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How To Build Your Virtualized Datacenter Using Open Source, Linux, KVM and Xen, Part 1

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Posted September 30, 2013

This is part one in a two part series on how to use open source ConVirt to manage virtual machines written by guest contributor Jaydeep Marfatia, executive vice president of engineering and founder of Convirture. 

Jaydeep Marfatia - ConvirtureJaydeep Marfatia is executive vice president of engineering and founder of Convirture.

When server virtualization first took the IT industry by storm, there was only one real solution on the market – VMWare. A lot has changed since then. Many companies are looking at open source virtualization like Xen and KVM to see if they can use it for production workloads. We believe, from a performance and scalability perspective, both are ready for prime time, but from an infrastructure management perspective, there seems to be a lot of holes, particularly when you compare the management tools against VMware’s vCenter. There are several products looking to fill this “management gap” in open source virtualization, including virt-manager, oVirt, openQRM, and ConVirt. 

In order to use open source (or any source) virtualization, you need to have robust management of your infrastructure (e.g. your host servers, virtual machines, network and storage). This means that, across this infrastructure, you need to be able to address the following areas:

  • Provisioning (e.g. how to create and place new hosts and VMs, how to manage the end-of-life cycle, how to deliver newly provisioned infrastructure…)
  • Configuration (e.g. how to manage what’s inside the VMs…)
  • Administration (e.g. day to day VM start, stop, pause, maintenance, migration, etc.)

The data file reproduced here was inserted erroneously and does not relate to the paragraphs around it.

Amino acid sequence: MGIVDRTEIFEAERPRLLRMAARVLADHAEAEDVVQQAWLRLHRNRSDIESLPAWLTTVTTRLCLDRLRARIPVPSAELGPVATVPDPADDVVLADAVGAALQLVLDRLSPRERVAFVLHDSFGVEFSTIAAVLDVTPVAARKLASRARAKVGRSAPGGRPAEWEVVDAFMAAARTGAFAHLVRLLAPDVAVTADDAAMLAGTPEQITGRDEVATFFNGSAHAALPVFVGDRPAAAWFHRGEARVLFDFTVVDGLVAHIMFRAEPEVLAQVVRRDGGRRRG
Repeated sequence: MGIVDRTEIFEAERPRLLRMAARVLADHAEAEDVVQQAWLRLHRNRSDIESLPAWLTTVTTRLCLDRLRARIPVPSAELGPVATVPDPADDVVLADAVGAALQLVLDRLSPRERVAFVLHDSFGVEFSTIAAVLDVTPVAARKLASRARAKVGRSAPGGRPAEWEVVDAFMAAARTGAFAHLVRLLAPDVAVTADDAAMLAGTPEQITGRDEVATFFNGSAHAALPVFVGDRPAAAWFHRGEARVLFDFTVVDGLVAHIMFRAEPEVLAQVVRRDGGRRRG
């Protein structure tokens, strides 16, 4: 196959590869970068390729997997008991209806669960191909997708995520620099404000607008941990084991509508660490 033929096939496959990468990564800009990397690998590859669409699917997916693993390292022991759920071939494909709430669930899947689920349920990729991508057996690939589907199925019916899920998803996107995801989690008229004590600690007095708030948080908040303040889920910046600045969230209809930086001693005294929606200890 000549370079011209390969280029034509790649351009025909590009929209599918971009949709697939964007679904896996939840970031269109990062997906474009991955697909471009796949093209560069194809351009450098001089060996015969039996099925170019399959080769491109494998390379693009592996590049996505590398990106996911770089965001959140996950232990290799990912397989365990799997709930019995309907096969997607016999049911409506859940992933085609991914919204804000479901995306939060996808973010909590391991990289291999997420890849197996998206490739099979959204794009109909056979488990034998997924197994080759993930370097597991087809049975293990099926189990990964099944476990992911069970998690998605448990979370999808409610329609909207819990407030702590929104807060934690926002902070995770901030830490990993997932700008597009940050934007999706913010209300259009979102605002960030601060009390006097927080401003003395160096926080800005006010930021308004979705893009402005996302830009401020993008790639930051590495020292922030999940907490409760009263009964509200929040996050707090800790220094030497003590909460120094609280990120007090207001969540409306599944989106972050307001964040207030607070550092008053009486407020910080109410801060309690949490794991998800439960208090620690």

• Monitoring (e.g. tracking the utilization, performance, and capacity of your virt farm across VMs and server pools, so you can proactively identify problems and anticipate growing needs)
  • Automation (e.g. how to orchestrate and hook together your infrastructure to provide needed enterprise class capabilities that are currently not found in open source platforms, so you can do things like high availability, workload management and migration, and backup and restore).

Part two of this post will give specific guidance on using Convirt Open Source, which offers an open source, agent-less lifecycle management solution that works for both KVM and Xen. In addition, I’ll touch on some of the advanced automation capabilities which are available in ConVirt’s commercial (e.g. paid for) version as well.

Today, I’ll give you an overview of ConVirt Open Source, who’s using it and why.

ConVirt Overview

ConVirt Open Source enables businesses using KVM and/or Xen to standardize and proactively manage virtualized environments in a centralized fashion. Businesses can create and provision “gold” images, diagnose performance problems, and balance load across the data center, all from an interactive Web-based interface and with a consistent feature set across open source virtualization platforms. As an open source product, ConVirt Open Source is licensed under GPL and is free to download and use.

Who Uses ConVirt?

You should consider using ConVirt if you fall into one of the use cases below:

  • Open Source Linux shops – if your data center primarily runs open source Linux (KVM or Xen), then you should take a look at ConVirt – which ships with many Linux distros, and allows you to leverage your existing Linux skills and resources.
  • VMware Second Source – many data centers are looking to bring in second (or third) virtualization platforms to “optimize” their virtualization costs and avoid vendor lock-in. In this situation, ConVirt provides a “single pane of glass” cross-platform KVM and Xen management solution that future-proofs your virtualization platform choices.
  • Multi-Virt, Multi-Cloud, Software-Defined Infrastructure (SDI) – if your organization is moving towards a “software-defined” future, you should look at ConVirt as a platform that will help you evolve to SDI in your existing heterogeneous data centers, without having to “rip and replace” huge stacks of compute, network, and storage resources.

Source: Linux.com

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